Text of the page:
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Most countries using the NTSC standard, as well as those using other analog television standards, have switched to, or are in process of switching to newer digital television standards, there being at least four different standards in use around the world.North America, parts of Central America, and South Korea are adopting or have adopted the ATSC standards, while other countries (such as Japan) are adopting or have adopted other standards instead of ATSC.
The NTSC selected 525 scan lines as a compromise between RCA's 441-scan line standard (already being used by RCA's NBC TV network) and Philco's and Du Mont's desire to increase the number of scan lines to between 605 and 800.
After nearly 70 years, the majority of over-the-air NTSC transmissions in the United States ceased on January 1, 2010, After a pilot program in 2013, most full-power analog stations in Mexico left the air on ten dates in 2015, with some 500 low-power and repeater stations allowed to remain in analog until the end of 2016.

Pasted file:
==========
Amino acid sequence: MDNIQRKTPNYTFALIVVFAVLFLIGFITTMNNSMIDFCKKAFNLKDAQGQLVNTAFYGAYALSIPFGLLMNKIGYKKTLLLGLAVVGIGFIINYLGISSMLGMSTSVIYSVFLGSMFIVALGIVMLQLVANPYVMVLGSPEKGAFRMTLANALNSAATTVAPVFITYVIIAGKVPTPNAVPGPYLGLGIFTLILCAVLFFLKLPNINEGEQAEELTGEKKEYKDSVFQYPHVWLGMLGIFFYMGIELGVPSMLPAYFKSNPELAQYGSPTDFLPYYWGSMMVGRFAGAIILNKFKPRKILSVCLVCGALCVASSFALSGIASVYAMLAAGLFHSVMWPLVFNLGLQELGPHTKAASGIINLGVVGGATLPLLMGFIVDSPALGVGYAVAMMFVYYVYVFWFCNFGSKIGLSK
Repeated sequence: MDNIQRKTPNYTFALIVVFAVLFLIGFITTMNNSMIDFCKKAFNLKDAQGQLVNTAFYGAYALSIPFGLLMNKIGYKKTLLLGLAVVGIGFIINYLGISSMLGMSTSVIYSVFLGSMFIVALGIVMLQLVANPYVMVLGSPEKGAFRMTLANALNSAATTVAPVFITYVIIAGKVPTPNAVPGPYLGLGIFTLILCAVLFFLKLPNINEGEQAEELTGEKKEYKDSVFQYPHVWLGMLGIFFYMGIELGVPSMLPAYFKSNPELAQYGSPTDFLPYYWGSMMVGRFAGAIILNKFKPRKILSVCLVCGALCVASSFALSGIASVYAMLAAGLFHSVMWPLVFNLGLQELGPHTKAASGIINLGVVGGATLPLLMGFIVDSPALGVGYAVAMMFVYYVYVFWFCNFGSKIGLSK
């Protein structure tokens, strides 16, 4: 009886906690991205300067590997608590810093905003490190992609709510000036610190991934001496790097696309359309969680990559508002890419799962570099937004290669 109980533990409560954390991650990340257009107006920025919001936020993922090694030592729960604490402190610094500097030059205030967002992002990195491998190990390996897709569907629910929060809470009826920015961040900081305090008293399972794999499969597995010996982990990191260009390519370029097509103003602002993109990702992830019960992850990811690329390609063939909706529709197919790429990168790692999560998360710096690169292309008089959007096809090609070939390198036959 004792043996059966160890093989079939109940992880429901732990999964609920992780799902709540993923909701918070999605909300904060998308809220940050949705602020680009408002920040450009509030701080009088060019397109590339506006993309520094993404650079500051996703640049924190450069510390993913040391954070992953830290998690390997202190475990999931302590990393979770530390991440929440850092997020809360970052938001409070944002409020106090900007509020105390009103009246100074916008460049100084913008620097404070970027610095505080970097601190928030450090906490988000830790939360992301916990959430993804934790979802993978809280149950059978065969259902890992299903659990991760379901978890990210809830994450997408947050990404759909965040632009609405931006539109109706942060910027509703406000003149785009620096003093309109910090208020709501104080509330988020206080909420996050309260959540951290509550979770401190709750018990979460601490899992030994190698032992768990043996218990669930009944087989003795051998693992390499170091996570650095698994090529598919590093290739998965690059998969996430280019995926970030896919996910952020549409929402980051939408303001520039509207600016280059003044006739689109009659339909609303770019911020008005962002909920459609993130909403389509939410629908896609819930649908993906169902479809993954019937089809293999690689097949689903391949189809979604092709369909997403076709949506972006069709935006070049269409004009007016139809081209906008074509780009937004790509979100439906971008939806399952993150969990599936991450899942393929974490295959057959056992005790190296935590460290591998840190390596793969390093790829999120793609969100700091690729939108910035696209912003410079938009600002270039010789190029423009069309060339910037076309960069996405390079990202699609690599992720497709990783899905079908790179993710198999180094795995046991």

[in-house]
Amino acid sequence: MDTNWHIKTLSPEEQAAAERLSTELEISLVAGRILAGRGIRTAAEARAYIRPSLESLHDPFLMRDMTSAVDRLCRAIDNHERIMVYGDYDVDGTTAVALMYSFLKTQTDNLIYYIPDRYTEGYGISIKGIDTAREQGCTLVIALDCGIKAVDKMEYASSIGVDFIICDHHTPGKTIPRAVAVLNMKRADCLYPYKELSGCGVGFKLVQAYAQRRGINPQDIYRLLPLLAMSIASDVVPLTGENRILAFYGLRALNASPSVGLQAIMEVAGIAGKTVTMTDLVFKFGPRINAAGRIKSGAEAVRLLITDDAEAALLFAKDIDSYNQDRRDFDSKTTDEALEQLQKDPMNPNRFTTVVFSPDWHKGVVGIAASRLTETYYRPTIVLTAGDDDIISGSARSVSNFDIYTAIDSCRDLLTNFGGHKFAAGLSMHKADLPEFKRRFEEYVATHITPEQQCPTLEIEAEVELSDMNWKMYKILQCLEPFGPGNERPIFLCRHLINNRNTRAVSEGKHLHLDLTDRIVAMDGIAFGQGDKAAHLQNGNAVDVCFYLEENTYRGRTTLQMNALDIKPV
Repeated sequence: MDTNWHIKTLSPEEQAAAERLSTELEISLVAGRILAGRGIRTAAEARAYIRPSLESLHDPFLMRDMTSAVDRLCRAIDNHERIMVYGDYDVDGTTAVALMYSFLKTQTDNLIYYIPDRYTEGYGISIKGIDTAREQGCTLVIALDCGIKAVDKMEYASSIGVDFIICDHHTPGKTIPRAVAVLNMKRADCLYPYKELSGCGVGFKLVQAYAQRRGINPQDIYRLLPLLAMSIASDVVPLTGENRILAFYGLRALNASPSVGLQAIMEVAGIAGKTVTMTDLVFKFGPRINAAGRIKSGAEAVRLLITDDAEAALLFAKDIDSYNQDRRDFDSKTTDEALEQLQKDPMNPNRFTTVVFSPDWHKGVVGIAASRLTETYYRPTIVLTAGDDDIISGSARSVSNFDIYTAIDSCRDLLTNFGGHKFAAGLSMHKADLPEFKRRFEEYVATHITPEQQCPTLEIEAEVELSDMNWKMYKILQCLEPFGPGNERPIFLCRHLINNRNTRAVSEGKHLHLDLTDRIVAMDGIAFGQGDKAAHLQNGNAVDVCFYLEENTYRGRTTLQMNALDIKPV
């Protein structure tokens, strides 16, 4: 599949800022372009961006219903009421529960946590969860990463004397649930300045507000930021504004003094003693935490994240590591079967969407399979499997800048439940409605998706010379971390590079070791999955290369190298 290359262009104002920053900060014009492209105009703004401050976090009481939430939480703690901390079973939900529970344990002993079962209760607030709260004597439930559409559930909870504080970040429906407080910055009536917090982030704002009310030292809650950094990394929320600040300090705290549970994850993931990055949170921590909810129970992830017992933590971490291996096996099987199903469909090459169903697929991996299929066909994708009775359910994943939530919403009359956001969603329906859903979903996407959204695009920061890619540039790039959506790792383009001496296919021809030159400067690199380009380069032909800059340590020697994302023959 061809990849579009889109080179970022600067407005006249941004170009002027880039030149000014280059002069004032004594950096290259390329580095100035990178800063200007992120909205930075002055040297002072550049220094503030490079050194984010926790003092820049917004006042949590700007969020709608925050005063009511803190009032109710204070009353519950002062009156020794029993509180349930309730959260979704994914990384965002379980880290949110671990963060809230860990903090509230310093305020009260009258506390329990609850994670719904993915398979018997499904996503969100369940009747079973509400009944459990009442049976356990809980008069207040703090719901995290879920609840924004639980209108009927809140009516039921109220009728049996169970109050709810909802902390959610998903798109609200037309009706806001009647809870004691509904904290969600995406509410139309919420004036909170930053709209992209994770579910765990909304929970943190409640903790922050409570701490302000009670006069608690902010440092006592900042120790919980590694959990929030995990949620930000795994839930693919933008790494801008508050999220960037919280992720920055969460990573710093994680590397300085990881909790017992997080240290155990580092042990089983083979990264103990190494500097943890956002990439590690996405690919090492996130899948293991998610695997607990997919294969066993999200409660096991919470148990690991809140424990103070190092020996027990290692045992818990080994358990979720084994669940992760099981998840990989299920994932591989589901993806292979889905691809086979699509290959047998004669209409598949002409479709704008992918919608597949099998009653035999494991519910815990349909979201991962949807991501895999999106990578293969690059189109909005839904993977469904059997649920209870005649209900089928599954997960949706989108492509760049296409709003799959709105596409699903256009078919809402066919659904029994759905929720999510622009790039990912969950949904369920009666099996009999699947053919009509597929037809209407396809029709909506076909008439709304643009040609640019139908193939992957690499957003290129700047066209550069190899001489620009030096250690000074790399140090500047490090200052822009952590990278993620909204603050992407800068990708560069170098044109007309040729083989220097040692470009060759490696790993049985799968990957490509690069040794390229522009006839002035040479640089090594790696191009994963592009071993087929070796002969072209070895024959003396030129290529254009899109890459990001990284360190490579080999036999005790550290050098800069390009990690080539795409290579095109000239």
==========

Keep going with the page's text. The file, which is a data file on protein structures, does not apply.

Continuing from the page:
Digital broadcasting allows higher-resolution television, but digital standard definition television continues to use the frame rate and number of lines of resolution established by the analog NTSC standard.
The National Television System Committee was established in 1940 by the United States Federal Communications Commission (FCC) to resolve the conflicts that were made between companies over the introduction of a nationwide analog television system in the United States.
In March 1941, the committee issued a technical standard for black-and-white television that built upon a 1936 recommendation made by the Radio Manufacturers Association (RMA).
The compatible color standard retained full backward compatibility with existing black-and-white television sets.
Color information was added to the black-and-white image by introducing a color subcarrier of precisely 315/88 MHz (usually described as 3.579545 MHz or 3.58 MHz).
In January 1950, the committee was reconstituted to standardize color television.
The FCC had briefly approved a color television standard in October 1950 which was developed by CBS.
The horizontal line rate was reduced to approximately 15,734 lines per second (3.579545×2/455 MHz = 9/572 MHz) from 15,750 lines per second, and the frame rate was reduced to 30/1.001 ≈ 29.970 frames per second (the horizontal line rate divided by 525 lines/frame) from 30 frames per second.
These changes amounted to 0.1 percent and were readily tolerated by existing television receivers.
The first color NTSC television camera was the RCA TK-40, used for experimental broadcasts in 1953; an improved version, the TK-40A, introduced in March 1954, was the first commercially available color television camera.